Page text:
Tobacco seeds are scattered onto the surface of the soil, as their germination is activated by light. In colonial Virginia, seedbeds were fertilized with wood ash or animal manure (frequently powdered horse manure). Seedbeds were then covered with branches to protect the young plants from frost damage. These plants were left to grow until around April.

In the nineteenth century, young plants came under increasing attack from the flea beetle (Epitrix cucumeris or Epitrix pubescens), causing destruction of half the United States tobacco crop in 1876. In the years afterward, many experiments were attempted and discussed to control the flea beetle. By 1880 it was discovered that replacing the branches with a frame covered by thin fabric would effectively protect plants from the beetle. This practice spread until it became ubiquitous in the 1890s.

Today, in the United States, unlike other countries, tobacco is often fertilized with the mineral apatite in order to partially starve the plant for nitrogen, which changes the taste. This (together with the use of licorice and other additives) accounts for the different flavor of American cigarettes from those available in other countries. There is, however, some suggestion that this may have adverse health effects attributable to the content of apatite.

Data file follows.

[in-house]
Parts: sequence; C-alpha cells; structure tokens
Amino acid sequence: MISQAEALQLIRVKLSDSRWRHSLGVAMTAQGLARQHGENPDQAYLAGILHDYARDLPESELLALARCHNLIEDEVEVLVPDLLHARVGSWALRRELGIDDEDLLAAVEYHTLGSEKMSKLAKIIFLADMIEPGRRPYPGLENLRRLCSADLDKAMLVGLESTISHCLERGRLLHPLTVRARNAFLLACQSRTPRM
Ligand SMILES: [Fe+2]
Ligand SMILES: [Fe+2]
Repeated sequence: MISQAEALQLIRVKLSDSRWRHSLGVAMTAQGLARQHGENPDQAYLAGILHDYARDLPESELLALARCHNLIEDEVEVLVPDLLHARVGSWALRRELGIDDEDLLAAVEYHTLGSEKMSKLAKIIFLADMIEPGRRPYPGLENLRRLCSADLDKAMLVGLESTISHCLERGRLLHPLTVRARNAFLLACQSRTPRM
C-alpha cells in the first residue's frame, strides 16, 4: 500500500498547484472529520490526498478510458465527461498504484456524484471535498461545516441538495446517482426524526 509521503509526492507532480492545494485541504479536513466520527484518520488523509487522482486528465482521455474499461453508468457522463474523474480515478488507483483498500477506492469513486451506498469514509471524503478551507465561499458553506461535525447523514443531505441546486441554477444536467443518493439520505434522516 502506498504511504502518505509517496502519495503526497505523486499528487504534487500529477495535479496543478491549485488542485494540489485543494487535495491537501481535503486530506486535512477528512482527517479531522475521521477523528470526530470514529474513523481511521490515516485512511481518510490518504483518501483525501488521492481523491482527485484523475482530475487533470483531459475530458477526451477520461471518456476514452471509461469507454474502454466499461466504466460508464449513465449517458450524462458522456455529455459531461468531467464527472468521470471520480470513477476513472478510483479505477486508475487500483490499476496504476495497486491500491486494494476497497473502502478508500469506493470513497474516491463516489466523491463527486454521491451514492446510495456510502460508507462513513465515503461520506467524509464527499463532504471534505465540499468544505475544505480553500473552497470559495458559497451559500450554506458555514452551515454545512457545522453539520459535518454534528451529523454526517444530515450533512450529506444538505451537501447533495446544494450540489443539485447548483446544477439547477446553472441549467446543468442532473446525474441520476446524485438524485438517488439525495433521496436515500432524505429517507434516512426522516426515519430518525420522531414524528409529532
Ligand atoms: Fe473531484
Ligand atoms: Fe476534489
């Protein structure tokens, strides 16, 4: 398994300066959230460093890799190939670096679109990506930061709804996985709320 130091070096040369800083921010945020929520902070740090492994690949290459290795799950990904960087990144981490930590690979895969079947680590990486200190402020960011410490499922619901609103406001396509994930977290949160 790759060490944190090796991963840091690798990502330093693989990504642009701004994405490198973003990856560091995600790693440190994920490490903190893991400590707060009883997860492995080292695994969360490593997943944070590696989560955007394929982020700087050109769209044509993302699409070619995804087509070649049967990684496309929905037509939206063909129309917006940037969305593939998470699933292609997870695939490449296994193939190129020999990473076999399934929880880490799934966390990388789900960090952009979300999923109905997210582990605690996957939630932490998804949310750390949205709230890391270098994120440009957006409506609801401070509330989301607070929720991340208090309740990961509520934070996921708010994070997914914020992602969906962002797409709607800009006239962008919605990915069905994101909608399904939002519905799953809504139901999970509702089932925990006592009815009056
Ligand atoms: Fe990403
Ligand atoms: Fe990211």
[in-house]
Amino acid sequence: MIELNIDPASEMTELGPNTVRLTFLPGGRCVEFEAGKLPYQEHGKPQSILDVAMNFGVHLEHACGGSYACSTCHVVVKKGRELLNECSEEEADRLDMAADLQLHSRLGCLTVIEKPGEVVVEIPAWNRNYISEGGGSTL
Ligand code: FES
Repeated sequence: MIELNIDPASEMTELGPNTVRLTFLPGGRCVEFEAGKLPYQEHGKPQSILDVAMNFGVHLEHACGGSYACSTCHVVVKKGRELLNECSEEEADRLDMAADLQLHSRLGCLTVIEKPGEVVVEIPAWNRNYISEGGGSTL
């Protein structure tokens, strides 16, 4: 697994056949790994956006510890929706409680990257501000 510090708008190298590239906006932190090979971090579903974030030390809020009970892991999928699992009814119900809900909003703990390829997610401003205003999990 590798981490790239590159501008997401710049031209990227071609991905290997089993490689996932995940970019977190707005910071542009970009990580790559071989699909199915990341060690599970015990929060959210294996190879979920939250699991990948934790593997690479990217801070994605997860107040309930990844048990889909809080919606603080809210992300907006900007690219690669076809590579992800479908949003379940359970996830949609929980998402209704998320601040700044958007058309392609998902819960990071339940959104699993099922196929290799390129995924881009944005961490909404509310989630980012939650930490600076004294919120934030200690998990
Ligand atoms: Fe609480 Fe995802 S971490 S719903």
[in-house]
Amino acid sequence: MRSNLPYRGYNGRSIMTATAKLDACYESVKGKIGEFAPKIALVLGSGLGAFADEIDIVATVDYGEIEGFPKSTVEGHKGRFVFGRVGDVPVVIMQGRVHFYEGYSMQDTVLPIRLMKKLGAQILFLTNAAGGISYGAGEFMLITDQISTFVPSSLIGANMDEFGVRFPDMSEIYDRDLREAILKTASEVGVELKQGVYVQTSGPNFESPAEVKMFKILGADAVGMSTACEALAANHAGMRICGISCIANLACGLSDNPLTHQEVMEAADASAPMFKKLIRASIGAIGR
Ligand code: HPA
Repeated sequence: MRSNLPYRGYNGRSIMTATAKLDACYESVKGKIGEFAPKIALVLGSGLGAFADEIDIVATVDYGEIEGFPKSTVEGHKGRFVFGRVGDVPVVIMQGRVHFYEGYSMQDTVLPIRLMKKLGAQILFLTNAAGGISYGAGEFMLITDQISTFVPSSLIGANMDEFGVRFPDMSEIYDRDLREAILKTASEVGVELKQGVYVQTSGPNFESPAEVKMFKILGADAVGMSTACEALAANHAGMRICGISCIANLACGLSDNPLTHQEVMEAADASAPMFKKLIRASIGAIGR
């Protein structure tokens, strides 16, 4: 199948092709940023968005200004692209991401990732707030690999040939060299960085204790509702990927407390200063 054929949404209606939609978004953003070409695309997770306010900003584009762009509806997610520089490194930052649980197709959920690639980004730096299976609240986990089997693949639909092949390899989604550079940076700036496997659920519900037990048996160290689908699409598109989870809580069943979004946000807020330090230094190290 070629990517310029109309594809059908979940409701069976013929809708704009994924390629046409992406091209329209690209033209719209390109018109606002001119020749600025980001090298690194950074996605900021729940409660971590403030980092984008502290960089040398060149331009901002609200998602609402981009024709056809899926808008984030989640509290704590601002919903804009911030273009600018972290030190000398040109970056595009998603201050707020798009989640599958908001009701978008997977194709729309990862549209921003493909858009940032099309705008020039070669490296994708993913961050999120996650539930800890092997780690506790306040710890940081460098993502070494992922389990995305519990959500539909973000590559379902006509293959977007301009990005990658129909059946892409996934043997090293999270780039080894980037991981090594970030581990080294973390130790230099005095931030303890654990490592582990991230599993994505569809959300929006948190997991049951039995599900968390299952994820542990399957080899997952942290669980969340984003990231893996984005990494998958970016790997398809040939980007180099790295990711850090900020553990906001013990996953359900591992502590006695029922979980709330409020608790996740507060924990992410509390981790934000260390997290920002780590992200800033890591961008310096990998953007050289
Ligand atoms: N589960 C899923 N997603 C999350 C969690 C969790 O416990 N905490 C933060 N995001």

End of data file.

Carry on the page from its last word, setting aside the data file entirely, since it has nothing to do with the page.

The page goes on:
After the plants have reached a certain height, they are transplanted into fields. This was originally done by making a relatively large hole in the tilled earth with a tobacco peg, then placing the small plant in the hole. Various mechanical tobacco planters were invented throughout the late 19th and early 20th century to automate this process, making a hole, fertilizing it, and guiding a plant into the hole with one motion.